n inquiry into the UK’s agricultural transition plan has begun just days after it was launched, over concerns that payments to farmers will prove inadequate.
The Environment, Food and Rural Affairs (Efra) select committee probe was triggered by startling estimates including some by the National Farmers Union (NFU) that livestock farmers will lose between 60% and 80% of their income by 2024.
Chair of the Efra Committee, Neil Parish MP, said, “In the here and now, it’s the transition that we need to drill down into.
“The changeover needs to ensure farmers and land-owners are not left struggling and in the dark about how to access the new scheme. There are questions to be asked about the final plan.”
Responding to the publication of the agricultural transition plan, NFU President Minette Batters had said, “The rate at which direct support reductions will take place, which we understand will not be applied in other parts of the UK, leaves English farmers with significant questions.
“These payments have been a lifeline for many farmers, especially when prices or growing conditions have been volatile, and will be very difficult to replace in the first four years of this transition.
“What changes will The Department for Environment, Food and Rural Affairs make to ensure that the new schemes offer rewards that provide a genuine income for [farm] businesses while maintaining food production?”
Businesses receiving £30,000 or less per year will see their subsidy fall by 5% in 2021, followed by a gradual increase to 50% by 2024.
Those receiving between £30,000 to £50,000 a year in payments are on course to face reductions even higher than that, and farmers who receive up to £150,000 will see cuts of 65%.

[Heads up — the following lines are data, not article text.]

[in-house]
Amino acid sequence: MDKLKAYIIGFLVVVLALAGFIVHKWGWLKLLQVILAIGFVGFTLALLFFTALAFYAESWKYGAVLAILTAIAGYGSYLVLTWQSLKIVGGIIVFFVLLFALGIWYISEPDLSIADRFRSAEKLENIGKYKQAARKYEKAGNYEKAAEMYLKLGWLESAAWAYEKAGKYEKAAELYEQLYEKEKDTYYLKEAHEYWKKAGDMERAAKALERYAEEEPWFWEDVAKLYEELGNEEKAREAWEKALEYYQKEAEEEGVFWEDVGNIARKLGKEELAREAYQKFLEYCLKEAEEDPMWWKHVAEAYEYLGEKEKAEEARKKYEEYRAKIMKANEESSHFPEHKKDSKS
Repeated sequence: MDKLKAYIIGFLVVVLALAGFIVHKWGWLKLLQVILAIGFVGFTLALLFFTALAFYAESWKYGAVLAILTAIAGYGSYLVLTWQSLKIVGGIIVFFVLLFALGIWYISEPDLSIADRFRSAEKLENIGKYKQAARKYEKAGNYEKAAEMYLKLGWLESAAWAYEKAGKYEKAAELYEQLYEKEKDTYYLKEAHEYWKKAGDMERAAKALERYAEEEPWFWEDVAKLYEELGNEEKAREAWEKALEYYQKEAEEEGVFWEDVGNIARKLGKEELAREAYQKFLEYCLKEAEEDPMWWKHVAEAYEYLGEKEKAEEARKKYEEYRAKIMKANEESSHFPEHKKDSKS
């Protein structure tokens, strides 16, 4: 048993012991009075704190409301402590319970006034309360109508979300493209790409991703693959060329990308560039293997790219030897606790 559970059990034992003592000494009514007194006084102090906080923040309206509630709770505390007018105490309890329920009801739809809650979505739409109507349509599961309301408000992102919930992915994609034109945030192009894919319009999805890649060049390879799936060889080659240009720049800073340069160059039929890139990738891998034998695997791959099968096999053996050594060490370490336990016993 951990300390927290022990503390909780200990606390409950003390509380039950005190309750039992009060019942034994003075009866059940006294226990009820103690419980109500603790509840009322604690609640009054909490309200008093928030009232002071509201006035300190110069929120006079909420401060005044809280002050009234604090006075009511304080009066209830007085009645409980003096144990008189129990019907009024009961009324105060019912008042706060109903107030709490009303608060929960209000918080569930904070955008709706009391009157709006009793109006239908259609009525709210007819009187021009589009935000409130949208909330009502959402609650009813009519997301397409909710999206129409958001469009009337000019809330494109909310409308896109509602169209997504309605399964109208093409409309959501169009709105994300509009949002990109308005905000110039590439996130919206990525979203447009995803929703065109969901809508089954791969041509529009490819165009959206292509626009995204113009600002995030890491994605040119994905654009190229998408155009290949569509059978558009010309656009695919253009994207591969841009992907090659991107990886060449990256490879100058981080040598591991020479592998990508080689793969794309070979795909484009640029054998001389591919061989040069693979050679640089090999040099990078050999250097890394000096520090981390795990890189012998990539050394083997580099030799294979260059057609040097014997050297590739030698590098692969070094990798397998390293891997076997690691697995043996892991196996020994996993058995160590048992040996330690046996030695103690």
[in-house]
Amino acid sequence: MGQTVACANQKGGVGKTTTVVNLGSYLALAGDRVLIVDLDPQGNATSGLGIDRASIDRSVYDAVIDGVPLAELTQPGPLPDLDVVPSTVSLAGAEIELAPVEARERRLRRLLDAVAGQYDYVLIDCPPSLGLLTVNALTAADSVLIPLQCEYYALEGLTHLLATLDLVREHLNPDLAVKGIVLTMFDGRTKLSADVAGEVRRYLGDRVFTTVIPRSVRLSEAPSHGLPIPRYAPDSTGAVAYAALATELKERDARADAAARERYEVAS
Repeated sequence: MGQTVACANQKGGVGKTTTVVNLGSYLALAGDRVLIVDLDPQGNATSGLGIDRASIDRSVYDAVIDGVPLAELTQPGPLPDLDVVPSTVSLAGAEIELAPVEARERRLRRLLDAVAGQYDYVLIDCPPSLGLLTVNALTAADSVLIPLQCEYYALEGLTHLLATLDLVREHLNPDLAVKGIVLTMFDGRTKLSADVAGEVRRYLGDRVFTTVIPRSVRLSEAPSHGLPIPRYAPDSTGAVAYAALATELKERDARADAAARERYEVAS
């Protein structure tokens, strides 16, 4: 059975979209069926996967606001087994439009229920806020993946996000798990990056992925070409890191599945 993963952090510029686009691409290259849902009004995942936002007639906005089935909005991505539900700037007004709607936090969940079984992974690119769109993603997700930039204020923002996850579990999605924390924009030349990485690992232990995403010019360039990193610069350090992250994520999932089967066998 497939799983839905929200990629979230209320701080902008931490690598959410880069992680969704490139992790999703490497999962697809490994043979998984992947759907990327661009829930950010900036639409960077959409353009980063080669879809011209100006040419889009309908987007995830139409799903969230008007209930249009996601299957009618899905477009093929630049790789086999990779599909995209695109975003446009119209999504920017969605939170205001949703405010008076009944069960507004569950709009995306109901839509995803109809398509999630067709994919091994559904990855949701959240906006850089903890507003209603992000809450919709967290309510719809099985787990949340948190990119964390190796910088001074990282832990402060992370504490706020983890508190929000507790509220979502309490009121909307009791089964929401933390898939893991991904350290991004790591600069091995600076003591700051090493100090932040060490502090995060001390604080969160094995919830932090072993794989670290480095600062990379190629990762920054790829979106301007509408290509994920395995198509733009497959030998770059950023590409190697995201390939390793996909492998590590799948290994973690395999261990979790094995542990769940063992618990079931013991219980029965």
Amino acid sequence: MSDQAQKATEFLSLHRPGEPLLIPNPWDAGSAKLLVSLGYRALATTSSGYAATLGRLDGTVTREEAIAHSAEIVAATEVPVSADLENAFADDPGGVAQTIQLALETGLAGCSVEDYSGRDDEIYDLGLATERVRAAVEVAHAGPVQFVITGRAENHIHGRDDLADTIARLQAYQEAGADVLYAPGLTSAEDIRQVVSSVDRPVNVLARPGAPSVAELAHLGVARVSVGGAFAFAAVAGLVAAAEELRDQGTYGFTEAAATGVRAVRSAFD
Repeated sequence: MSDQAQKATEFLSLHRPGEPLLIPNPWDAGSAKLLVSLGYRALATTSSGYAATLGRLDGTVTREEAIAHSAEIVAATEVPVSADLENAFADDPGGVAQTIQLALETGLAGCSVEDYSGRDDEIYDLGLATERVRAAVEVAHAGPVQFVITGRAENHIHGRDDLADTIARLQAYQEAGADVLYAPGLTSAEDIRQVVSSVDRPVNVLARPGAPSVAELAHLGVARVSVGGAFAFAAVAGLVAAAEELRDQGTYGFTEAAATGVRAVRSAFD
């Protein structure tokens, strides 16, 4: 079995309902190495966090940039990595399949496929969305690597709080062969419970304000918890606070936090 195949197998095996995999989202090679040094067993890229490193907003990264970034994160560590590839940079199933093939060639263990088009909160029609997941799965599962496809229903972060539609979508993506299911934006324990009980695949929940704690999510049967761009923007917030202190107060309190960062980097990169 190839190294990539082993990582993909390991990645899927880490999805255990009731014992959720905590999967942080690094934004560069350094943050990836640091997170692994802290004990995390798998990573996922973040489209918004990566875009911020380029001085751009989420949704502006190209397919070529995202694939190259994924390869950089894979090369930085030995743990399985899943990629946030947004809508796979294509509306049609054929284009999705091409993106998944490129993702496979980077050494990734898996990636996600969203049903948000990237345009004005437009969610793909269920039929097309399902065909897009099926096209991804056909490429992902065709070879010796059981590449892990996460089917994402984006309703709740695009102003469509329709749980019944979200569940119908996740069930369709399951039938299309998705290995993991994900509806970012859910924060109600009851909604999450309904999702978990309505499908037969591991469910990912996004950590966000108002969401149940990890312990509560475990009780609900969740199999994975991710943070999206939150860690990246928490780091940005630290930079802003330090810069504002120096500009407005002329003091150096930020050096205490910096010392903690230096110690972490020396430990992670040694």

“By 2028, farmers in England will produce food without subsidy”
Ahead of the national pilot of the new Environmental Land Management scheme (Elm) launching in late 2021, the Efra Committee will scrutinise the pilot’s design, and question how the government will ensure sufficient support to farmers and land managers throughout the transition to the new scheme.
Their inquiry comes just days after the launch of the government’s new farming system in England, designed to “ensure that by 2028, farmers in England can sustainably produce healthy food profitably without subsidy.” It’s called the Path to Sustainable Farming.
In doing so, farmers will also be expected to improve the environment, improve animal health and welfare and reduce carbon emissions.
Next year marks the start of the transition, moving away from the Basic Payment Scheme (BPS) towards new policies to be co-designed and tested with farmers, land managers and experts.
Launching the Pathway to Sustainable Farming, Tony Juniper, Chair of Natural England, said ,”This plan marks an historic shift, setting us on course toward sustainable food production [and] halting and reversing the decline of nature.
“More than two thirds of England is farmed and this plan paves the way for healthy food production alongside carbon storage, clean water, reduced flood risk, thriving wildlife and beautiful landscapes for everyone to enjoy.”
The Pathway to Sustainable Farming came a few weeks after the government’s landmark Agriculture Bill passed into law, providing the powers needed to incentivise farmers under the new scheme.